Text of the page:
Editor’s Note: Today’s post comes from contributing editor Dr. Stefano Tijerina, a lecturer in management and the Chris Kobrack Research Fellow in Canadian Business History at the University’s of Maine’s Business School.
As I explained in my first post about Pablo Cáceres Corrales’s research and writing: “narcotrafficking is an essential part of the deregulated dynamics that allows the global market system to navigate the thin line between formality and informality” . In his book, Las Formas Cambiantes de la Criminalidad (The Changing Forms of Criminality), Dr. Cáceres explains how multinational corporations, local and federal governments, and numerous public and private stakeholders have capitalized on the informal market to strengthen or increase their own capabilities. Globalization under neoliberal principles facilitates interdependent relationships between the formal and informal sectors. Contraband, money laundering, state corruption, and the use of shell companies are integral parts of current international business strategies.
Dr. Cáceres argues that criminality changes with time and space; it adapts to the changing social, political, cultural, economic, and technological dynamics of local and international markets . Today, criminal organizations work side-by-side with legitimate business organizations; they feed off of each other, and—incrementally—depend more and more on each other. This type of symbiotic relationship that allows formal and informal sectors to work together is often today’s current spatial and temporal landscape. Governments, through their push for neoliberal adjustments, facilitate and enhance these symbiotic relationships.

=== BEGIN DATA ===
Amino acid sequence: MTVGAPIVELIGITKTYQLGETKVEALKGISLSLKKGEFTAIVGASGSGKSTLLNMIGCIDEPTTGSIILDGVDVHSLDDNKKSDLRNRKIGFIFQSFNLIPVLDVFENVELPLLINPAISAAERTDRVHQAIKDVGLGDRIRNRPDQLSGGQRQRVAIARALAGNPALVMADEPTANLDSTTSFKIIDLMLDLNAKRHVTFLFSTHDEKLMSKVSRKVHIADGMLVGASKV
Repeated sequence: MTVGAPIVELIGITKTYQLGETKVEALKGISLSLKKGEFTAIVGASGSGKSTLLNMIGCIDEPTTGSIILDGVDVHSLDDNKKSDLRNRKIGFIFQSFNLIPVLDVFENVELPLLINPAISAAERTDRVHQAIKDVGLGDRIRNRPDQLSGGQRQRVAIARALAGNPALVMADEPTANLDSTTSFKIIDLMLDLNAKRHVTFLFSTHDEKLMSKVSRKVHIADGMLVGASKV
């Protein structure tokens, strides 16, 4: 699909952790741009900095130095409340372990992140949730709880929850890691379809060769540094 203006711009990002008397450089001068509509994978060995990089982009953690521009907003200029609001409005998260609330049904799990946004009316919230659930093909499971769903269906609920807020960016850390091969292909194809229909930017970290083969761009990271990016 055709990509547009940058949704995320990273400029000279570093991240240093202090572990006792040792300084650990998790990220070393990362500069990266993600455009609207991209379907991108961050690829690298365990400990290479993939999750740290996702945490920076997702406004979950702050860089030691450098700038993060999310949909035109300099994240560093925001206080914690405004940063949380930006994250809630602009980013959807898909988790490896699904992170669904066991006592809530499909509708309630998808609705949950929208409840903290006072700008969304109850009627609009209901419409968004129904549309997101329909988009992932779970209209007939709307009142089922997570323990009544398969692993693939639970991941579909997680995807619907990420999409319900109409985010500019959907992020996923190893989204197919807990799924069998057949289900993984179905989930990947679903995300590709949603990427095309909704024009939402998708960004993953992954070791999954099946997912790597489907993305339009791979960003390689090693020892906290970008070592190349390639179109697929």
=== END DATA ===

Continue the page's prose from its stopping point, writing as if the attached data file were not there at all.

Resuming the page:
Capitalism, says Dr. Cáceres, has historically and continues today to operate in both the formal and informal markets . He cites examples like the vibrant and underground markets in human trafficking, body organ trafficking, hair trafficking, child trafficking, animal trafficking, arms trafficking, drug trafficking, and the sale of innumerable types of contraband. The lucrative world of illicit activities has catapulted into the international market fictitious shell companies that facilitate the dynamics of this overwhelming counterfeit world.
Under these dynamics of globalization, state corruption and complacency serve as the linchpin between the formal and informal worlds. The state, on behalf of private interests, has constructed a murky world of laws, regulations, norms, and policies that facilitate the symbiotic flow between the formal and informal markets. It’s even more discouraging that, often, when government actors focus on the goodwill of “the people,” they find themselves in a vulnerable position—catching up to the everchanging forms of criminality while at the same time swimming against the current of atmosphere of deregulation.